gossamer • noun • gos· sa· mer ˈgä-sə-mər
- a film of cobwebs floating in air in calm clear weather
- something light, delicate, or insubstantial
adjective : extremely light, delicate, or tenuousMore interesting background for gossamer at Merriam-Webster.
Here’s my poem, followed by the backstory and inspiration:
She lay headfirst on the table before me,
A slight and youthful beauty,
Gossamer hair fittingly pale blonde,
To match her translucent skin.
In 15 years, I never saw another
With hair so impossibly fine,
Floating into my oiled hands,
Unbidden, undesired, and yet …
A cherished memory; a muse.
For 15 years, I was in (mostly) private practice as a medical massage therapist. Some clients came simply for relaxation, many others for my specialty in pain management. However, my super-rare, very special specialty was in vocal massage therapy. As such, I saw clients with vocal pathologies, resulting from birth disorders, trauma, surgeries, brain tumors, cancers, radiation treatment, and other medical conditions. Further, I worked with professional singers, and folks with speech-heavy professions, like trial lawyers. I did a lot of work around the head and neck.
Now, being a particularly conscientious massage therapist, I was always hyper-aware of getting oil in people’s hair (assuming I was using oil, which wasn’t always the case). This was, unsurprisingly, due to my own experiences. When I went for massages, I’d repeatedly had my freshly-washed hair oiled up by other therapists. Many of them, in fact. I hated it, and could never understand how so many could be so thoughtless. Some of them weren’t just careless around my neck, but they’d purposefully run their heavily oiled fingers through my hair. Subsequently, instead of allowing the oils to condition my body until the evening, I’d have to shower immediately upon returning home, simply because my hair was now an unsightly mess.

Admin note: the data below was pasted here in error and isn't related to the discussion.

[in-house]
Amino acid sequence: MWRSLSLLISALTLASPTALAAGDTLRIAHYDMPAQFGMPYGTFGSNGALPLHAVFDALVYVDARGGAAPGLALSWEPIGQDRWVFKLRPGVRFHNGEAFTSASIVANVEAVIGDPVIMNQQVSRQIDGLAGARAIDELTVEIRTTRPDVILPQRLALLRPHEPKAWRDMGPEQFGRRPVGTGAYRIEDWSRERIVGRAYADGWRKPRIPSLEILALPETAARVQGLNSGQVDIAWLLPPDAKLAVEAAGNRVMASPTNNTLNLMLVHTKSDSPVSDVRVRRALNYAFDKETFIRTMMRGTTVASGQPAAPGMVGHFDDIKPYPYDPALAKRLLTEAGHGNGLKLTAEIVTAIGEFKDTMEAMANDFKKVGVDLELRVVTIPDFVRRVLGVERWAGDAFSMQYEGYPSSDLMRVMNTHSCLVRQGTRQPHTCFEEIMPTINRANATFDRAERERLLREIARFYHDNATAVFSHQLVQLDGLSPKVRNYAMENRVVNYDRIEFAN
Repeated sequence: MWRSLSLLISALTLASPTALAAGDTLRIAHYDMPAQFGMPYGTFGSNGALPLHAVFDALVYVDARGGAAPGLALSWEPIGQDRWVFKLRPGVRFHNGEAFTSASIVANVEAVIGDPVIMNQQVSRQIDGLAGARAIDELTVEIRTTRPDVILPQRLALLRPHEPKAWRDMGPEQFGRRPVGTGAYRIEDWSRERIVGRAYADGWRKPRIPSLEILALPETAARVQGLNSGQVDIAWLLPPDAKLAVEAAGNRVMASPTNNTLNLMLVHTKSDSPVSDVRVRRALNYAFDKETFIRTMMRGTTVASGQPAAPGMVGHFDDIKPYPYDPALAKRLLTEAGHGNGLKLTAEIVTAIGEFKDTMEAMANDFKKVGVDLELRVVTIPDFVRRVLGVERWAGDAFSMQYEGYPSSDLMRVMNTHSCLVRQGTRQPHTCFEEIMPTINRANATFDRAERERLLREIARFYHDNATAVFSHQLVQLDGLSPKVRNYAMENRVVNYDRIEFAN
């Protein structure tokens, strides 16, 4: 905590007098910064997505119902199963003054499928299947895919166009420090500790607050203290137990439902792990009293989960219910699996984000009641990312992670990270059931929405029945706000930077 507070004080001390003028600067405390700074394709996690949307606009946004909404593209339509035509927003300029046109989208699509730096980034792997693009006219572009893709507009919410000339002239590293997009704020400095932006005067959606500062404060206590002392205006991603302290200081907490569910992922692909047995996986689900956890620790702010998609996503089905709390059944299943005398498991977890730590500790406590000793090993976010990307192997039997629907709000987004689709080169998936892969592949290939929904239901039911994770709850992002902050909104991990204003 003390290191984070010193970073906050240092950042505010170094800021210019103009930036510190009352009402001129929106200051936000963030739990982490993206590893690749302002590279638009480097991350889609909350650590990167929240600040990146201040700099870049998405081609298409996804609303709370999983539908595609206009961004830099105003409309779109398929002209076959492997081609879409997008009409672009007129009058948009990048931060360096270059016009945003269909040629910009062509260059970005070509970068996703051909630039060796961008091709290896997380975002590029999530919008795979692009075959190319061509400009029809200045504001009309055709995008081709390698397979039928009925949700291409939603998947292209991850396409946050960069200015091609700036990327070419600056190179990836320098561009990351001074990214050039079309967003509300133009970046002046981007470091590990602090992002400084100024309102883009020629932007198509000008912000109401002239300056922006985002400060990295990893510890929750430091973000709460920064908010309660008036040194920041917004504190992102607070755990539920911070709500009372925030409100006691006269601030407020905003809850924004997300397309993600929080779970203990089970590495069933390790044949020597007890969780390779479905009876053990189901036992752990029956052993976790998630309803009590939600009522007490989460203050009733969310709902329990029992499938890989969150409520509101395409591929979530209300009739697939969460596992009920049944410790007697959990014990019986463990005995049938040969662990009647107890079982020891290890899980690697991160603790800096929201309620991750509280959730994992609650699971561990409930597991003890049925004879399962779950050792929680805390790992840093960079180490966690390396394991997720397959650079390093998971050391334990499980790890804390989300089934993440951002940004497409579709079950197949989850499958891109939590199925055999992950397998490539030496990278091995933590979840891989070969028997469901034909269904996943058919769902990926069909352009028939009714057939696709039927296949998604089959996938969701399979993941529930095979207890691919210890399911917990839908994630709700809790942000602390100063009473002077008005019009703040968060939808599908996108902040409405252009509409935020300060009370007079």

Inspiration for the Memento Poem
Fairly early in my career, I practiced medical massage in Georgetown, in Washington, D.C. One day a client came in, and she had the finest, most wispy hair that I have seen, before or since. It wasn’t sparse, just ultra fine and soft. I didn’t know individual strands of hair could actually be so thin. Her hair was shoulder-length, and I wondered if she could grow it any longer, before it succumbed to stress and broke.
Naturally, when this client lay down on my massage table, I was acutely aware of just how fine her hair was. In fact, gossamer was exactly the word that then came to mind. And, indeed, her hair practically floated into my oiled hands, despite my careful attempts to avoid such a fate. Oh, well. I apologized to her, and she said it didn’t matter.
But apparently it did, at least in my memory. Her hair was so remarkable, I’ve never forgotten it. She reminded me of so many beautiful, pensive, even sad paintings of lovely young women, like the one of Ophelia I include above.
And now she’s inspired my little poem, Memento. It’s short, but I hope you enjoyed it!
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